During the course of the film, and thanks to Roy’s personality (and the fact he is clearly the older and wiser of the brothers), he establishes another cause for his goals, protecting Monty. Though he disapproves of his brother’s lifestyle and thinks he is a loose cannon, he realizes they are all each other have to fight for. This is especially true after he finds Helen with another man, shattering the cause for which he originally joined the fight.

Both in For Whom the Bell Tolls and especially in Hell’s Angels, the missions the characters are involved with become personal. They show their commitment to what is hand through loyalty and honor for their friends, loved ones and their own morals.

Clearly all the characters differ in their causes. Jordan fights not only for himself and Maria, but for his country and a concept and belief in democracy, which is generally the understood idea behind governmental wars. Roy, Monty and Karl never really present an interest in fighting for the textbook goals behind WWI, but for the protection and benefit of themselves and each other.

All four of the characters in both stories also complement the idea that change occurs during a struggle. None of the four men had entirely the same reasons for fighting at the end of the films as they did when they entered in the beginning. They all experienced some sort of change, whether mental, moral, personal or love-related that brought them a different or additional reason to continue fighting. The characters are all very three dimensional, and that human quality is identifiable and understandable. It is clear that people are willing to fight and die for a million different reasons, even when fighting alongside each other in the same battle for the same overall goal.

Both filmmakers, Sam Wood and Howard Hughes, are very good at capturing the image of the film. The two films both work very well for what they are, and for the time periods they were made, but are different from each other.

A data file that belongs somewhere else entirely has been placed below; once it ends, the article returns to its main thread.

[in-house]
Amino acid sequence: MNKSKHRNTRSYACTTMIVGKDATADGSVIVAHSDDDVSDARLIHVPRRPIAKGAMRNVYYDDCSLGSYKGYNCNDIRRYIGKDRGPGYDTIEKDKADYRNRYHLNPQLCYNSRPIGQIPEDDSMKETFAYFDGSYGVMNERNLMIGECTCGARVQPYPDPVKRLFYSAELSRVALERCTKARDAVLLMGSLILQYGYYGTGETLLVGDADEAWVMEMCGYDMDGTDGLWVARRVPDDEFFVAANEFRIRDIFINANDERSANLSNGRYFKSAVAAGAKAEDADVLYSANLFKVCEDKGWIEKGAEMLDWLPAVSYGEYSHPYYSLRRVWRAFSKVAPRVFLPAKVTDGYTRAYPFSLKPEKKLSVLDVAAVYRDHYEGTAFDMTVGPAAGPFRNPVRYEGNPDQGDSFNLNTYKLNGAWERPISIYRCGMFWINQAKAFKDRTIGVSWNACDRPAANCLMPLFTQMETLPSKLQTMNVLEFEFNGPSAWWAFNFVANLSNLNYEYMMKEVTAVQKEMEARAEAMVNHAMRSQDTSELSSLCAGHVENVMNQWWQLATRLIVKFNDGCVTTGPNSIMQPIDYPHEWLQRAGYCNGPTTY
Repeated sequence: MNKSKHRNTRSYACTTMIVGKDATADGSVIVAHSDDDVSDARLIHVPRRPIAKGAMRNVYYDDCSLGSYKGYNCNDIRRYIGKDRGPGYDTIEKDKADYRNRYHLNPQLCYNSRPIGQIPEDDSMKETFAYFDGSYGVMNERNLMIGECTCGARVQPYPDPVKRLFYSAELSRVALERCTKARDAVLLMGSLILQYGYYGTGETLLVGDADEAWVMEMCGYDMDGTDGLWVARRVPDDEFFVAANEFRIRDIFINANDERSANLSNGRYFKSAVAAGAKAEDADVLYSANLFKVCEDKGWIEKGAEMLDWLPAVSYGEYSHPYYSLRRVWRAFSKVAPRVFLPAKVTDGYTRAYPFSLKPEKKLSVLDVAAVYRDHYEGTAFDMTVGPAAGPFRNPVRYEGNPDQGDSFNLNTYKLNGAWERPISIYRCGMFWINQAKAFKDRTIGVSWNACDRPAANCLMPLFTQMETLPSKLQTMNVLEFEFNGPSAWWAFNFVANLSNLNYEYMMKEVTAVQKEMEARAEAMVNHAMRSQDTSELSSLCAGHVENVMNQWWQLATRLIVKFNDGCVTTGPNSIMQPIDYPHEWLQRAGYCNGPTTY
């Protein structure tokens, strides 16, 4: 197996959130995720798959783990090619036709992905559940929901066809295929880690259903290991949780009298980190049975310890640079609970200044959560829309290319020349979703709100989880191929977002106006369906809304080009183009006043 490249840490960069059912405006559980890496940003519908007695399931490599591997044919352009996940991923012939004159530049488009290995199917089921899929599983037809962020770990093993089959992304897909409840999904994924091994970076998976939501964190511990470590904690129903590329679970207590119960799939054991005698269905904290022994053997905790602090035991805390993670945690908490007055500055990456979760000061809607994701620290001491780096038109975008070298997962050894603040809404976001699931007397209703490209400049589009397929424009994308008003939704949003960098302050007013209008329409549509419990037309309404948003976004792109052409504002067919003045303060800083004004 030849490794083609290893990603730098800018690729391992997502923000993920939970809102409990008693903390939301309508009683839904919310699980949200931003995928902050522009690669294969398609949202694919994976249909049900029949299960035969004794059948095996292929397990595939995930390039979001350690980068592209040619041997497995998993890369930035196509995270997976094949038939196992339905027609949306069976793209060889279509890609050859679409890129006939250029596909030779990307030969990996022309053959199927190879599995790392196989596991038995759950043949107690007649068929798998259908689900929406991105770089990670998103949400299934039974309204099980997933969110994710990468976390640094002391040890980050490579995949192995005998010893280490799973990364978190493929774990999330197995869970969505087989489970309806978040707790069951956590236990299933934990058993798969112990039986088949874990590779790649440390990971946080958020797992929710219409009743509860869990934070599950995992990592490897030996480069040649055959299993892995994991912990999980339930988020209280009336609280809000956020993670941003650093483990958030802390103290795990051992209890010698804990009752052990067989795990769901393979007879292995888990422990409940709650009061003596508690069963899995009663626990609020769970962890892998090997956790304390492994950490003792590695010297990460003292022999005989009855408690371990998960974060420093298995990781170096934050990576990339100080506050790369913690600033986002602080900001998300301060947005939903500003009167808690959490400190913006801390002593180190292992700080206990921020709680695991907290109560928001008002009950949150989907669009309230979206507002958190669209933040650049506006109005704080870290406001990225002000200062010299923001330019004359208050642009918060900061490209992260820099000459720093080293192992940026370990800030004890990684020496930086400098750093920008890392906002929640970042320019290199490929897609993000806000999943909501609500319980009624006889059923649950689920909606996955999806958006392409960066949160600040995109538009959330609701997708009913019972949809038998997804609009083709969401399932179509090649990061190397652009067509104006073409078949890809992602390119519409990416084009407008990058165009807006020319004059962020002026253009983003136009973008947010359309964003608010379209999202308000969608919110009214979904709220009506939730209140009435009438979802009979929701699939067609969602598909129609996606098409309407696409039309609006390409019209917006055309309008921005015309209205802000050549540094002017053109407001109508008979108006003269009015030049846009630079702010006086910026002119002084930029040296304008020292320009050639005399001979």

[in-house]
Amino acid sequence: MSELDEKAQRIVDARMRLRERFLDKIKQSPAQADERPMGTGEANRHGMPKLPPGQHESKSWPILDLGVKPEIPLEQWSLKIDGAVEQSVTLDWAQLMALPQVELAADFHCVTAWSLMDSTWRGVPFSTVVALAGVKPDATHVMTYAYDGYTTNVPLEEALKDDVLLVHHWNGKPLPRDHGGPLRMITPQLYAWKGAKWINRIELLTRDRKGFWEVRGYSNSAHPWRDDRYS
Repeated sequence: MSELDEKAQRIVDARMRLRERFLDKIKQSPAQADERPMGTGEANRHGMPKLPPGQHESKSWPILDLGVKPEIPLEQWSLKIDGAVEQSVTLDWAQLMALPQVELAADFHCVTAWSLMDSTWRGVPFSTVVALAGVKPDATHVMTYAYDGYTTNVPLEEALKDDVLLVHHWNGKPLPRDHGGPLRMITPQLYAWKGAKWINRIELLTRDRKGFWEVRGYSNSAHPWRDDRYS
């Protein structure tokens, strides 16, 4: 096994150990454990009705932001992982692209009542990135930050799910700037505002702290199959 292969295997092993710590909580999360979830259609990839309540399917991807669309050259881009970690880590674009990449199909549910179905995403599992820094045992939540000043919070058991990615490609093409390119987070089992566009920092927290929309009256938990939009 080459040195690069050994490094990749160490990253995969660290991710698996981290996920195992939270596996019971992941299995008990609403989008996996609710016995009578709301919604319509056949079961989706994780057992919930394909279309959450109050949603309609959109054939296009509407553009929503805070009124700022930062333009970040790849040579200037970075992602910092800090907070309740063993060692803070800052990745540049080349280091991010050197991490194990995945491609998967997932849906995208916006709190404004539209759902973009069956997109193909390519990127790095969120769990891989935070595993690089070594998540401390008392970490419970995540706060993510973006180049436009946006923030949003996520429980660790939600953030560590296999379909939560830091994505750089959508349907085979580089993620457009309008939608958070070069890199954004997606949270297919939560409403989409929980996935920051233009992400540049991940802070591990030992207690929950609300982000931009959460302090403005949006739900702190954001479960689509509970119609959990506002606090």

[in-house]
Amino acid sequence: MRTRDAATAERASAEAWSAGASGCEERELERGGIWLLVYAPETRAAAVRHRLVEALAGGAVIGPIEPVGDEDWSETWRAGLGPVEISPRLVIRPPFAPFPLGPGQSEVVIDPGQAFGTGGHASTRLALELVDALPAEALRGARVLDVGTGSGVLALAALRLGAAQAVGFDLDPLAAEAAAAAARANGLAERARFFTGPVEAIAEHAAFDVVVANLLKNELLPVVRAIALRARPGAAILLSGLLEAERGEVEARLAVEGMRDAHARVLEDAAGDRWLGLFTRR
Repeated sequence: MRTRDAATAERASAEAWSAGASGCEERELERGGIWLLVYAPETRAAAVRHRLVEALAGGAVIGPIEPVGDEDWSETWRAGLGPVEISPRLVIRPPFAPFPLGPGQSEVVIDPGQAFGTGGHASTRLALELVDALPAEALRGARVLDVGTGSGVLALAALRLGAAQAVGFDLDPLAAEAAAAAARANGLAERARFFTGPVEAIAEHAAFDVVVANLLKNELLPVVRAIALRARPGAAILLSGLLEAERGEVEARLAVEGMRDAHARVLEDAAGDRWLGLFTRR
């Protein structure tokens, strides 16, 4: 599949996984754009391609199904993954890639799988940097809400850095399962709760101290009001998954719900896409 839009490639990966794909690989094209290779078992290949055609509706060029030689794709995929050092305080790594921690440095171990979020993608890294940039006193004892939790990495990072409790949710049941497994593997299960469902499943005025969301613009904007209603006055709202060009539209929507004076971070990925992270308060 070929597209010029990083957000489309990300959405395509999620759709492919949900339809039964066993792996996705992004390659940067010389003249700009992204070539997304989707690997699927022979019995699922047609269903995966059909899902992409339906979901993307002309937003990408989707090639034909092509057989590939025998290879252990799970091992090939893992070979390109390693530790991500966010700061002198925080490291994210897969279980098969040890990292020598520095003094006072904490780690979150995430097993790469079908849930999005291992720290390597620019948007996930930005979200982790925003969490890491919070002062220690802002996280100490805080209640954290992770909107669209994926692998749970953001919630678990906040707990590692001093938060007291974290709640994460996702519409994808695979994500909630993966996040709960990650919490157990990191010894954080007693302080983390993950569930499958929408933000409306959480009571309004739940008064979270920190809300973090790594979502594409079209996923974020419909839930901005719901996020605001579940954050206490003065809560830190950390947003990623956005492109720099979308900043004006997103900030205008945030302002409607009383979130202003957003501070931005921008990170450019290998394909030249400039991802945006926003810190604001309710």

For Whom the Bell Tolls is shot in a wonderful Technicolor presentation. The lighting is fantastic, always working with the tone and mood of the content. Shadowing is important and well designed as the chiaroscuro (balance of light and dark) lighting adds to the drama of the scenes. The lighting and shadows help to exemplify importance and control from the characters, or is used to belittle and show who is really in power. The devotion of Jordan is always reinforced by the illuminating lighting design. The fact that the film is shot in color also helps to give the landscape and special effects of the film more depth.

Hell’s Angels is a black and white film, but is often tinted in shades of blue or sepia depending on the scene at hand. Releasing in 1930, there was not capability for full color, especially since production began several years before that. Regardless, having the richest man in the world at the time in the director’s chair brings about good effects and visual quality. The lighting is also brilliantly controlled, and the tints of the different scenes make the viewer forget they are watching a technically black and white movie. Sky scenes are blue colored, ballroom scenes are sepia, barracks scenes are straight black and white. There are occasional moments of color, such as humongous explosions, that were colored to look like real fire for added intensity. These little tricks help establish the image quality and visual significances of the film just like For Whom The Bell Toll’s elements do to it.

Clearly Sam Wood and Howard Hughes have created two masterpiece war stories with very interesting characters. Ernest Hemmingway, the creator of Robert Jordan, and Harry Behn, writer of Hell’s Angels, helped display the fact that people involved with wars can fight along side each other with different beliefs and for a myriad of different causes. People get through wars in very human ways, and whatever is most important to them in their lives seems to be what drives them to survival (or death) during battle. All of the main characters in the two films emphasize this idea and create two compelling films.

Mark Campus

Mark Campus

Mark Campus is a content marketer who owns Keenan’s room. A writer by day and a reader by night, he is loath to discuss himself in third person.